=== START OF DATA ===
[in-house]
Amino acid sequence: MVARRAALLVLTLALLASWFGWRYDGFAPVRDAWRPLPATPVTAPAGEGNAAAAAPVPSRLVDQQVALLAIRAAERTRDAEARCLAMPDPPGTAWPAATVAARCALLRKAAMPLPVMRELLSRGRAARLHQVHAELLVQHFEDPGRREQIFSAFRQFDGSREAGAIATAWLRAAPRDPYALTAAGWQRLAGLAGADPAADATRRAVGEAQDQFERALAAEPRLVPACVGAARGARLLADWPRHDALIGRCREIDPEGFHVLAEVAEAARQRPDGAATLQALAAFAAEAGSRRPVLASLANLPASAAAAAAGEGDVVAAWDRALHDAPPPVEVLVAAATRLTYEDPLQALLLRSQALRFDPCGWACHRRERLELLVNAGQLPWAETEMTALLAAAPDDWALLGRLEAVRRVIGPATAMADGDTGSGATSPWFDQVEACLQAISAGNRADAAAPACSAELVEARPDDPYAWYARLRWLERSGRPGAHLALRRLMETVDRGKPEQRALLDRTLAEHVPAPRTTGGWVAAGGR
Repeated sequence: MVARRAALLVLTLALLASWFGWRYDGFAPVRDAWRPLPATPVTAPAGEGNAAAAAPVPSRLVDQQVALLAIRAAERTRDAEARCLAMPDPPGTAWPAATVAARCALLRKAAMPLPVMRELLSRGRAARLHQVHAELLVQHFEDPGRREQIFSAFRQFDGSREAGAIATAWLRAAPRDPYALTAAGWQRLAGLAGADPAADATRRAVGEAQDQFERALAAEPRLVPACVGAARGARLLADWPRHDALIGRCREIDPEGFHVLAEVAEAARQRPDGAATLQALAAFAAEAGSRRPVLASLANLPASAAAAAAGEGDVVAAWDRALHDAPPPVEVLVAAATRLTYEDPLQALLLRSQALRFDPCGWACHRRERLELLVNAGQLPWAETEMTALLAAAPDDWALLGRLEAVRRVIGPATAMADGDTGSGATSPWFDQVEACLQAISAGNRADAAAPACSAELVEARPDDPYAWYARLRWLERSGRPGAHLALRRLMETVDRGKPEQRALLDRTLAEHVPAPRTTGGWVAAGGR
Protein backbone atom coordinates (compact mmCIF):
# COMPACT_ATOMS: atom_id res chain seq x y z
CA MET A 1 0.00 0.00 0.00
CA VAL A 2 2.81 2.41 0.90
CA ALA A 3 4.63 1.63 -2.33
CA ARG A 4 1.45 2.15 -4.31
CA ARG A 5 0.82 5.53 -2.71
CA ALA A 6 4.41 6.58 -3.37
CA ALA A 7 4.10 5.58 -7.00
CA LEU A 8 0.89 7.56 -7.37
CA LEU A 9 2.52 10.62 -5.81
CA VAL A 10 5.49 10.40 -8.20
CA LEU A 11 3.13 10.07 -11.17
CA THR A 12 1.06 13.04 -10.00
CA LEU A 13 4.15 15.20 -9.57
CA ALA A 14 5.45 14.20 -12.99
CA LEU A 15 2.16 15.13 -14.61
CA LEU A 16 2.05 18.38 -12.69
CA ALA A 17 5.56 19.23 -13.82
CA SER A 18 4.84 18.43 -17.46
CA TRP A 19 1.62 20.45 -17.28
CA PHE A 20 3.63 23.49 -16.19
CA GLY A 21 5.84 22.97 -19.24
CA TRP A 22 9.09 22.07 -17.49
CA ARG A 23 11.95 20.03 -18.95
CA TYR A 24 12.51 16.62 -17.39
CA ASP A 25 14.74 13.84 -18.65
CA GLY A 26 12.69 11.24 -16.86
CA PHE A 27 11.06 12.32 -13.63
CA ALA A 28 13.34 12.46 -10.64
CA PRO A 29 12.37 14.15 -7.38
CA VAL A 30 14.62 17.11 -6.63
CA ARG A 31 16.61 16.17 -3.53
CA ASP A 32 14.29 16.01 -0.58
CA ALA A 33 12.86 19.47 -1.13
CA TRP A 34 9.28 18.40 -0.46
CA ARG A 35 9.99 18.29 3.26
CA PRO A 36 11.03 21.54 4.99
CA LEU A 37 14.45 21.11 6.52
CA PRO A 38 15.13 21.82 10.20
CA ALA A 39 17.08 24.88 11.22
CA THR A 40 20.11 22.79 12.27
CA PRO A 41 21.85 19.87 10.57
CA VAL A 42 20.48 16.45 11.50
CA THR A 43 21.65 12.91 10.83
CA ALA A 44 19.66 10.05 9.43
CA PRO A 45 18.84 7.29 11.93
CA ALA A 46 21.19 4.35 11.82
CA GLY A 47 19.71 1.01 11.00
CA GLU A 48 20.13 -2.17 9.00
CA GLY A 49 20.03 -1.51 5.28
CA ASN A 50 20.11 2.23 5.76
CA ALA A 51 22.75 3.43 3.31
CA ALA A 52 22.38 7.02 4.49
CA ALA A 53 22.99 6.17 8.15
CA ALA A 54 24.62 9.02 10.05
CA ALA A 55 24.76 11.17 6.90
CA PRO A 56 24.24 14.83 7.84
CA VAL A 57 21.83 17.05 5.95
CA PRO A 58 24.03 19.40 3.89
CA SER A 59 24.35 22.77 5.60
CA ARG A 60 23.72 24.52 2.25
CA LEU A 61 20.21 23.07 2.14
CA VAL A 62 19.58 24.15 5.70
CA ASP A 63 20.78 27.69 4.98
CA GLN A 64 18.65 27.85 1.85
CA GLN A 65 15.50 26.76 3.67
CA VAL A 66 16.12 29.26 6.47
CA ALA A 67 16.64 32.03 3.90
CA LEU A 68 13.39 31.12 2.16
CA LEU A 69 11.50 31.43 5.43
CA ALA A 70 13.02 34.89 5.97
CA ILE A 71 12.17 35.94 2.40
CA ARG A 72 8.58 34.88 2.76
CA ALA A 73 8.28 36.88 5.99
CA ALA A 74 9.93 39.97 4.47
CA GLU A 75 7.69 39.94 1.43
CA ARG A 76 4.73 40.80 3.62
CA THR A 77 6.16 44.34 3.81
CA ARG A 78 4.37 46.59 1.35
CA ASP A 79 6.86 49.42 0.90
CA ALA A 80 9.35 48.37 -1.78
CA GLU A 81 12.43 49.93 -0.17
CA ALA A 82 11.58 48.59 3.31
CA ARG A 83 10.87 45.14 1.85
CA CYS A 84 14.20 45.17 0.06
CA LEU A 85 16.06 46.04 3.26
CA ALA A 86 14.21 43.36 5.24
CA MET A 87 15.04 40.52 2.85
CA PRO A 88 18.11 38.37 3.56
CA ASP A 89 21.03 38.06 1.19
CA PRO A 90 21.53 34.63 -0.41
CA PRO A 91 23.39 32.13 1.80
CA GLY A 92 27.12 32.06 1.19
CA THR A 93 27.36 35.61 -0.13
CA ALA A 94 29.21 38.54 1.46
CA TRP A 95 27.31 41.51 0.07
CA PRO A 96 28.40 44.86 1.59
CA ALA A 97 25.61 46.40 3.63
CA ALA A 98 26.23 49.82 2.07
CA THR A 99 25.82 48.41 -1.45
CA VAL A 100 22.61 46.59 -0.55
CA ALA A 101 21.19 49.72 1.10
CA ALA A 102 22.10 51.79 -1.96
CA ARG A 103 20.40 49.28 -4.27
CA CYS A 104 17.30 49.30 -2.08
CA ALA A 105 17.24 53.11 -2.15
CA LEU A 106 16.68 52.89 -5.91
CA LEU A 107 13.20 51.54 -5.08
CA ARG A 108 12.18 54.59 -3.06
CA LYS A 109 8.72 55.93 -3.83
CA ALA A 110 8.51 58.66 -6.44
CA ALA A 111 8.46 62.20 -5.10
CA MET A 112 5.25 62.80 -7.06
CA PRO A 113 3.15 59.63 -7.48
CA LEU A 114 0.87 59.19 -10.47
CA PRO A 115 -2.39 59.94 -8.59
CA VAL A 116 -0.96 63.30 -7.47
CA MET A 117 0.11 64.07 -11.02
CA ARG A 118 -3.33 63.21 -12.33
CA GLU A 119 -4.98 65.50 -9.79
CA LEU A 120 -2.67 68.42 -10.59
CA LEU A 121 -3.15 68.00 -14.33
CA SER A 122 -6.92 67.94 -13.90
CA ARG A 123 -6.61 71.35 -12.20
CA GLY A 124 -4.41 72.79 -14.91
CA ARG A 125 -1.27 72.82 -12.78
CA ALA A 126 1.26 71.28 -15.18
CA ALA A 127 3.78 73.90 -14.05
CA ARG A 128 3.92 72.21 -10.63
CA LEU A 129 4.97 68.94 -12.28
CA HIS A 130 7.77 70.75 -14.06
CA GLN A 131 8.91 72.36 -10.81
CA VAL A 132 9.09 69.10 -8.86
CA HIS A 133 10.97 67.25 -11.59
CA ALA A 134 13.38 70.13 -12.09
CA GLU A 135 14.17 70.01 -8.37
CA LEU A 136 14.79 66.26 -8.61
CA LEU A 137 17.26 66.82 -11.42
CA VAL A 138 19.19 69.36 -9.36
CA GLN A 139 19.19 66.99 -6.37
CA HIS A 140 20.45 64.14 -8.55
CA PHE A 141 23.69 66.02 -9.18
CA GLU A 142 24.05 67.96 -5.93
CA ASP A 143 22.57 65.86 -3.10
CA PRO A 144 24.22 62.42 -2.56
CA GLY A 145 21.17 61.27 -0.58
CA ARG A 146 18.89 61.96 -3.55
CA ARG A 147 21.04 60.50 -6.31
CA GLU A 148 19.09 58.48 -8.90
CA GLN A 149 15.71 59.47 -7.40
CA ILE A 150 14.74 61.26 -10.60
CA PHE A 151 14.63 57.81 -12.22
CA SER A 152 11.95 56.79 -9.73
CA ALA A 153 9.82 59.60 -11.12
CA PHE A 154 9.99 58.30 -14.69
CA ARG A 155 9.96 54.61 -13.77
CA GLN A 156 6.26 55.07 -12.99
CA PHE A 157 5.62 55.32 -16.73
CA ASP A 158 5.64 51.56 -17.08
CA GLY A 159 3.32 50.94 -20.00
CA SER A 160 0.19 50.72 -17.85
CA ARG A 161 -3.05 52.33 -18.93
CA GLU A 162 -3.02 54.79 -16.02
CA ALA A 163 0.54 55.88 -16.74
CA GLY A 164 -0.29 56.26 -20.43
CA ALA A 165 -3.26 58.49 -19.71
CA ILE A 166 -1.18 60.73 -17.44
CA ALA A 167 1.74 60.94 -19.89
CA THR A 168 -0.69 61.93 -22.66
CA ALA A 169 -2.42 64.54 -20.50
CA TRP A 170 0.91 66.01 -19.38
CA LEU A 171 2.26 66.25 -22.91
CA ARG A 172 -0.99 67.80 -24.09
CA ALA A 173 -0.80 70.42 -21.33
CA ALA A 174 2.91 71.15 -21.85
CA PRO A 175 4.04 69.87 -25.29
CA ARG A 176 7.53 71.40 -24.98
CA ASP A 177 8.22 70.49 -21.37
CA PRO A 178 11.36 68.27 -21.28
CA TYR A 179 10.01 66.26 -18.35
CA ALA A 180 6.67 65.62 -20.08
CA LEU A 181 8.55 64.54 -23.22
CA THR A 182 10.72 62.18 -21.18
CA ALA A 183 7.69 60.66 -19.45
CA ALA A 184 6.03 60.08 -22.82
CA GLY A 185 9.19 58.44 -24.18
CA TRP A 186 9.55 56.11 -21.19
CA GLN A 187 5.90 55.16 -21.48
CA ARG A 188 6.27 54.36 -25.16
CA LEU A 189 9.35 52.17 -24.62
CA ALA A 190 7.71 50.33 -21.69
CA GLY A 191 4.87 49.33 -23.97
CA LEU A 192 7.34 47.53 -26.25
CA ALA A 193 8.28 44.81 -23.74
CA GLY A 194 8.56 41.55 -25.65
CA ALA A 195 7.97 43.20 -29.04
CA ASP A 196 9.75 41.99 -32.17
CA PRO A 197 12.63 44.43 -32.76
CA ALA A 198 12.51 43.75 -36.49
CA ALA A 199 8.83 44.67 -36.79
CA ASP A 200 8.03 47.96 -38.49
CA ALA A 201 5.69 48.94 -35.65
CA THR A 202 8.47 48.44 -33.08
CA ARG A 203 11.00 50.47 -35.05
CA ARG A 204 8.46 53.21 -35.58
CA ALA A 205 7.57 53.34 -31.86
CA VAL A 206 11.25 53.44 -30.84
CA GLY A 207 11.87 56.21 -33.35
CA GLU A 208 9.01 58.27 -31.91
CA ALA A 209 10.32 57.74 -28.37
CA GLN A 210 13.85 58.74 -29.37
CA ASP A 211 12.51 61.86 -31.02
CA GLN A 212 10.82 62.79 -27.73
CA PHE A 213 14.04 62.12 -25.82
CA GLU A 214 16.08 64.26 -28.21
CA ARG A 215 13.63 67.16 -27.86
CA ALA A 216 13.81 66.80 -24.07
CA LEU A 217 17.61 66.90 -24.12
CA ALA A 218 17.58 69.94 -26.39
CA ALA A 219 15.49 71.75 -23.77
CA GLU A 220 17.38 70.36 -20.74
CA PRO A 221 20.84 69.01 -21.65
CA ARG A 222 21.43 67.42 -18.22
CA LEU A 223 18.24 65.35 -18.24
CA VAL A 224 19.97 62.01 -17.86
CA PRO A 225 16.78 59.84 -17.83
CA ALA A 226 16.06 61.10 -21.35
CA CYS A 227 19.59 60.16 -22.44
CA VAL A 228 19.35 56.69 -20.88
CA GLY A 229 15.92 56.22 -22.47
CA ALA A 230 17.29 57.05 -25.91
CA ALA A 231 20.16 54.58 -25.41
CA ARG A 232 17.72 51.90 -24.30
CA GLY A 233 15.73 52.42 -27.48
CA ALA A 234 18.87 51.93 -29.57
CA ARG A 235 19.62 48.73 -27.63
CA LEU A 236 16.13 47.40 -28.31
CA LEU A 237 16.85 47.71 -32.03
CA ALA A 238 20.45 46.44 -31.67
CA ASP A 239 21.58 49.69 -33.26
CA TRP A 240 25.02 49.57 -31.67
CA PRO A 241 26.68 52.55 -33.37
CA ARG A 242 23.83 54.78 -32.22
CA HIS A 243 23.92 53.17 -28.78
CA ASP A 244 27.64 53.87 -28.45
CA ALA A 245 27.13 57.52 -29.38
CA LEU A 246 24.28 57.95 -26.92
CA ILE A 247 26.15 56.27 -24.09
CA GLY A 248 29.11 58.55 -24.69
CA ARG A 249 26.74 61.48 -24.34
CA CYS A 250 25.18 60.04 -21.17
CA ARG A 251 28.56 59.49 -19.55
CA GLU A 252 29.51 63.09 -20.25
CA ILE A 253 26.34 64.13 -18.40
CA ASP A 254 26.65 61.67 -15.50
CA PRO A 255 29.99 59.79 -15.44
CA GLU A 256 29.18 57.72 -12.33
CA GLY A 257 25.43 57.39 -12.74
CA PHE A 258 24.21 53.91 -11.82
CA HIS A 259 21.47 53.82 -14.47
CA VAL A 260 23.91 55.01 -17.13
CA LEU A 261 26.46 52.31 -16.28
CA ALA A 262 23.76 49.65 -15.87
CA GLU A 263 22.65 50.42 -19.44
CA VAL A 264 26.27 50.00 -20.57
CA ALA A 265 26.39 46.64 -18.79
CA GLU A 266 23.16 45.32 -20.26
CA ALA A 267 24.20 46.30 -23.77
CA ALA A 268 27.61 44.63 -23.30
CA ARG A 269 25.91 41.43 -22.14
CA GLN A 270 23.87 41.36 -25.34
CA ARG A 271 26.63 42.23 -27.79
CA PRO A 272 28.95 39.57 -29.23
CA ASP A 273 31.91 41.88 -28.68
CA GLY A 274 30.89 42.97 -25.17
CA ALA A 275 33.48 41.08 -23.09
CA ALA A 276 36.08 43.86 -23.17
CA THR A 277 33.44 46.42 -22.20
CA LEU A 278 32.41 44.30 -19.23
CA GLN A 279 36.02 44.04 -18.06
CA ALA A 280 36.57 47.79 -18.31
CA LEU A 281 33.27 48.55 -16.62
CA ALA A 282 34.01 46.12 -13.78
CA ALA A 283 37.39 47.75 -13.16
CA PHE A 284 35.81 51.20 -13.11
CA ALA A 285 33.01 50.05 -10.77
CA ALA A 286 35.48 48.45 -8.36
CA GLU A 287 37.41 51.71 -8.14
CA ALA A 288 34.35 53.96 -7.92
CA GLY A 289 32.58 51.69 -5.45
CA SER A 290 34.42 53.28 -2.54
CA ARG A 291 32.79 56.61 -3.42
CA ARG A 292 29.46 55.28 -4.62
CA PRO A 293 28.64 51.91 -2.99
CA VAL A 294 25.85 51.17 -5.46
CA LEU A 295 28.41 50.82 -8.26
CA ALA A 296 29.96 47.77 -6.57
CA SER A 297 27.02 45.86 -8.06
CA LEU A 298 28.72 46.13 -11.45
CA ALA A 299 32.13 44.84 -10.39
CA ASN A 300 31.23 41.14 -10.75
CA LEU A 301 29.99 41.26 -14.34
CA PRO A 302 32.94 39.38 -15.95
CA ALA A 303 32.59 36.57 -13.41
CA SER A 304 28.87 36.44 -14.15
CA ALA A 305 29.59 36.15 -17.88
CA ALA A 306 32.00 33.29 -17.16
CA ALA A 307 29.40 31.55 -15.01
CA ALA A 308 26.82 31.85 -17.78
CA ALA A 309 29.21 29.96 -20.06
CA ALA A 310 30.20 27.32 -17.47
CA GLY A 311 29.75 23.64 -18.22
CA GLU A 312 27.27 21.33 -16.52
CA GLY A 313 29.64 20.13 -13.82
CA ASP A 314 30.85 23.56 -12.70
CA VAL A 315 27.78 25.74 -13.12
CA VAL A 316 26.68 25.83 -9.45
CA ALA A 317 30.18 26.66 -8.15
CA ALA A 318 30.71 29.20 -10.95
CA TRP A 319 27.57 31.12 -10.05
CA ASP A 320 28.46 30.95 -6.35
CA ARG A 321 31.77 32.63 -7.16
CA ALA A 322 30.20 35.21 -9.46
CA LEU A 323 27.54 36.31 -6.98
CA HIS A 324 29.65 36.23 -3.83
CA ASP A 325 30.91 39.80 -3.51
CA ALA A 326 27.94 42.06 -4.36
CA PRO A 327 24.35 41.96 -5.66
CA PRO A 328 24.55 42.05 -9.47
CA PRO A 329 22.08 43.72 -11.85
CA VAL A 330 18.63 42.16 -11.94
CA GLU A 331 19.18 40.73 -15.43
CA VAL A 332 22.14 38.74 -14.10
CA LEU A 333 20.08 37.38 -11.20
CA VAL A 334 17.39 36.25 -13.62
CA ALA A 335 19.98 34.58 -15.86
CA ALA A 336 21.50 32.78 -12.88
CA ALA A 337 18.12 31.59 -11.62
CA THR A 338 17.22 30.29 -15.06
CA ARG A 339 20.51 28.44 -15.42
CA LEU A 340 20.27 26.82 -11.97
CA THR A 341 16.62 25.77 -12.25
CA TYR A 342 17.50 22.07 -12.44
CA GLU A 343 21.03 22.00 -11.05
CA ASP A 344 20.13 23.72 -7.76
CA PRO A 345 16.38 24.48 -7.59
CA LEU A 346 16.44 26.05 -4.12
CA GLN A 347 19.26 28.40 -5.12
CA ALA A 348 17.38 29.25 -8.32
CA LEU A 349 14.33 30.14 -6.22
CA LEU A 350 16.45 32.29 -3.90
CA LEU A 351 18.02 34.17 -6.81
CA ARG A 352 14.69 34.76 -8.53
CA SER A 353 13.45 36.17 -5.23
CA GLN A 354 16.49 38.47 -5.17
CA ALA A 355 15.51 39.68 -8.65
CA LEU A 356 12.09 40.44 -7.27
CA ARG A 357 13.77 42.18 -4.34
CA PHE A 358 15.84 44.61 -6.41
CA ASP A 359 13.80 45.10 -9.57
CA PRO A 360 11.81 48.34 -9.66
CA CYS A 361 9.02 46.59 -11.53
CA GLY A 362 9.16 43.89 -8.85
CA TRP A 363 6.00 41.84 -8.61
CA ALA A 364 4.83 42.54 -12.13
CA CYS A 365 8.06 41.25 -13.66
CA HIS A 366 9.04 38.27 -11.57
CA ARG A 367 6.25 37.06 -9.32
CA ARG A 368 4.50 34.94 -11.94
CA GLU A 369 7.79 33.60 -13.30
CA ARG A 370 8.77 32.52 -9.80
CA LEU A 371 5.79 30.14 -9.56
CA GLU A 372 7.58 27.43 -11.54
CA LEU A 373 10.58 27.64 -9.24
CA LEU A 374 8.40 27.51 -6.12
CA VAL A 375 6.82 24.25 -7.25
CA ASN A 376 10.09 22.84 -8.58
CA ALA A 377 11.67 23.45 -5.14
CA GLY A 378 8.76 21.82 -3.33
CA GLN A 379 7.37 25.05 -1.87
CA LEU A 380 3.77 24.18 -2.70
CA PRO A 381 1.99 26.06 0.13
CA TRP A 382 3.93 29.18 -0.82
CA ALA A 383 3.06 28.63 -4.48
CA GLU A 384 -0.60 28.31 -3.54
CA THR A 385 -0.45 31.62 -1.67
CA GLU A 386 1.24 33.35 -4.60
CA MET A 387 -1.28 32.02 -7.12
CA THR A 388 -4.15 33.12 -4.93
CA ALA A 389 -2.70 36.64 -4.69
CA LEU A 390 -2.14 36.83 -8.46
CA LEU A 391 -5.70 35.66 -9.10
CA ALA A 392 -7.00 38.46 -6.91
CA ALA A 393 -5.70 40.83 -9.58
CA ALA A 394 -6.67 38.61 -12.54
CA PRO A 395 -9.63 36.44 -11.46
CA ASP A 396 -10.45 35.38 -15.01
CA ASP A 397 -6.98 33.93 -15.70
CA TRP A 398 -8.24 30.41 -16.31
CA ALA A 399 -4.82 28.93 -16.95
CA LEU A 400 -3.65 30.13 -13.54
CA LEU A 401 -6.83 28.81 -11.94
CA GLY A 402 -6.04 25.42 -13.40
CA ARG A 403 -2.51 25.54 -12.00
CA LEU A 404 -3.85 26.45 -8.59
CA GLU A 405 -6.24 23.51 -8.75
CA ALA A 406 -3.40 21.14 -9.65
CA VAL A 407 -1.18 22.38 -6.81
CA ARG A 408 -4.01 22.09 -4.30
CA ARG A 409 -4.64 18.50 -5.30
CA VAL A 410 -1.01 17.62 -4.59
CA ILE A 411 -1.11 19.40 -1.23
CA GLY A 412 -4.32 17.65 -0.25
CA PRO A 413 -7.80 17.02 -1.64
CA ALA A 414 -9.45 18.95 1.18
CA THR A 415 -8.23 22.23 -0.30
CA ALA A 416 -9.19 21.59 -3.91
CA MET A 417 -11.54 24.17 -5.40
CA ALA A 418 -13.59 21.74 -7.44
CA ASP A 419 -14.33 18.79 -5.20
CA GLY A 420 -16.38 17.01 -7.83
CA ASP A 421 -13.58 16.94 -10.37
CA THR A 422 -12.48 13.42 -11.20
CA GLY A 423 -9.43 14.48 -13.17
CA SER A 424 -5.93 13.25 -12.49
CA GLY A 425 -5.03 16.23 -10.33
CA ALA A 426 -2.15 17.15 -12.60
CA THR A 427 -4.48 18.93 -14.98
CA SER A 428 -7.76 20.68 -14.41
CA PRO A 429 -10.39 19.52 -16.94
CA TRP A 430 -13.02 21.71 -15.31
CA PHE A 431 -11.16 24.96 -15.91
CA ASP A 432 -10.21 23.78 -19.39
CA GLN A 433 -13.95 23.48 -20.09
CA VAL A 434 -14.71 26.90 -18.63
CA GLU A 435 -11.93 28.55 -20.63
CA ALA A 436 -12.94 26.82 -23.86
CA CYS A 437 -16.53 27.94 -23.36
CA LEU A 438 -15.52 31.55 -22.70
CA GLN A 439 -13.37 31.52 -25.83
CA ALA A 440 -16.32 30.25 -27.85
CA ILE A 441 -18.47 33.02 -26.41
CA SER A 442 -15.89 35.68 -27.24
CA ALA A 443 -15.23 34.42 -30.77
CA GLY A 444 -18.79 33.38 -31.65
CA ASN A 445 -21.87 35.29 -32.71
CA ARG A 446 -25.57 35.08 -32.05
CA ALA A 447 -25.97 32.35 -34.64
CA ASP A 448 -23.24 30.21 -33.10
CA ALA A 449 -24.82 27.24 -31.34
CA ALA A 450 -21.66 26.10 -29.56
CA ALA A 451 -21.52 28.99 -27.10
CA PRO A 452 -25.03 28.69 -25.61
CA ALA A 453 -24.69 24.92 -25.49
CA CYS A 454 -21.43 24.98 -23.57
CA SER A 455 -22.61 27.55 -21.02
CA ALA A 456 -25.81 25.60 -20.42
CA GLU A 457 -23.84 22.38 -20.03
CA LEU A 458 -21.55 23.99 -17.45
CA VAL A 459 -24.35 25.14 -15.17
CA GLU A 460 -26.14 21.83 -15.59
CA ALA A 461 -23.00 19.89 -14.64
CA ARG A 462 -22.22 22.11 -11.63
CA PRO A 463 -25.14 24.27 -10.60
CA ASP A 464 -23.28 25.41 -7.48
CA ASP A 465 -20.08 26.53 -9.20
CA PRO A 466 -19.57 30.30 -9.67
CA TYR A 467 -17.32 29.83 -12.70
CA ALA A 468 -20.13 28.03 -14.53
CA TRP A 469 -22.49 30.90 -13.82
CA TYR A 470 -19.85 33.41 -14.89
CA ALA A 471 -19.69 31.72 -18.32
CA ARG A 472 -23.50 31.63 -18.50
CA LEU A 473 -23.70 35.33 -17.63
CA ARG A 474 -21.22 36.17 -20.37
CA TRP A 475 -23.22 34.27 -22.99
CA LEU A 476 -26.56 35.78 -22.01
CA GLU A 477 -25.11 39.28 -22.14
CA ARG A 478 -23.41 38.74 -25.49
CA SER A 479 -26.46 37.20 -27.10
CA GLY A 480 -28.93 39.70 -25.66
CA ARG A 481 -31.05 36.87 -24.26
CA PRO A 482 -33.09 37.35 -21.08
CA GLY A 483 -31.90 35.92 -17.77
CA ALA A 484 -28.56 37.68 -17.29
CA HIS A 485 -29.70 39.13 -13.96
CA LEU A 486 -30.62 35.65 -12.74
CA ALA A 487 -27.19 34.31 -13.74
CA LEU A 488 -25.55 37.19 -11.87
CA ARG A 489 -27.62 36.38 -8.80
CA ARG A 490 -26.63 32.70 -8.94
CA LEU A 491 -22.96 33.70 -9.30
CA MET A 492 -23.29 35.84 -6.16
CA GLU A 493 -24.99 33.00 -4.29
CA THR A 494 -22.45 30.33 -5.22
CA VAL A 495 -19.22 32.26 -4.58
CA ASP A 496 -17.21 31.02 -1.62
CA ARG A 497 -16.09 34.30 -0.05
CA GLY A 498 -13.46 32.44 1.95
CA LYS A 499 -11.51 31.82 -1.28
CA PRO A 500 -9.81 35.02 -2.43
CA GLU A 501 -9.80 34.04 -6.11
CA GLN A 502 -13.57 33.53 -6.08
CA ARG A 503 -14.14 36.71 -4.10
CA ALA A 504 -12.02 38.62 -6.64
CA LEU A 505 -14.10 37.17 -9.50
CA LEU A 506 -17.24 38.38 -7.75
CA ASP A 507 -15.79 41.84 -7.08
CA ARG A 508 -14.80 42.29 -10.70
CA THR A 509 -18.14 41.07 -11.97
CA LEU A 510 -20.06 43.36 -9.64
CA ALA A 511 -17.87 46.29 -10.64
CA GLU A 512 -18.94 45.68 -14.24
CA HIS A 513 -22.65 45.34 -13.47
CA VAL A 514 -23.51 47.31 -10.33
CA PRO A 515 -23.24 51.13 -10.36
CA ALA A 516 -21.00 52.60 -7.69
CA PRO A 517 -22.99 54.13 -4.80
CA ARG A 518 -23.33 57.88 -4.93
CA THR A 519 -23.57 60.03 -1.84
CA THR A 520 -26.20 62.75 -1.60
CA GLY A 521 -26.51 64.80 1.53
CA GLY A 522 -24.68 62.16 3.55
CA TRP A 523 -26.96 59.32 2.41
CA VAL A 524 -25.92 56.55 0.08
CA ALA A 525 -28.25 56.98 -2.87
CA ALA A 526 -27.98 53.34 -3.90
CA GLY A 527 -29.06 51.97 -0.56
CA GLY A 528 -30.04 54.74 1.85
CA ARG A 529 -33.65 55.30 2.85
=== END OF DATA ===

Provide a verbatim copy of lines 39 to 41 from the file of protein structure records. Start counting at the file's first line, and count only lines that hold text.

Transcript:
CA TRP A 34 9.28 18.40 -0.46
CA ARG A 35 9.99 18.29 3.26
CA PRO A 36 11.03 21.54 4.99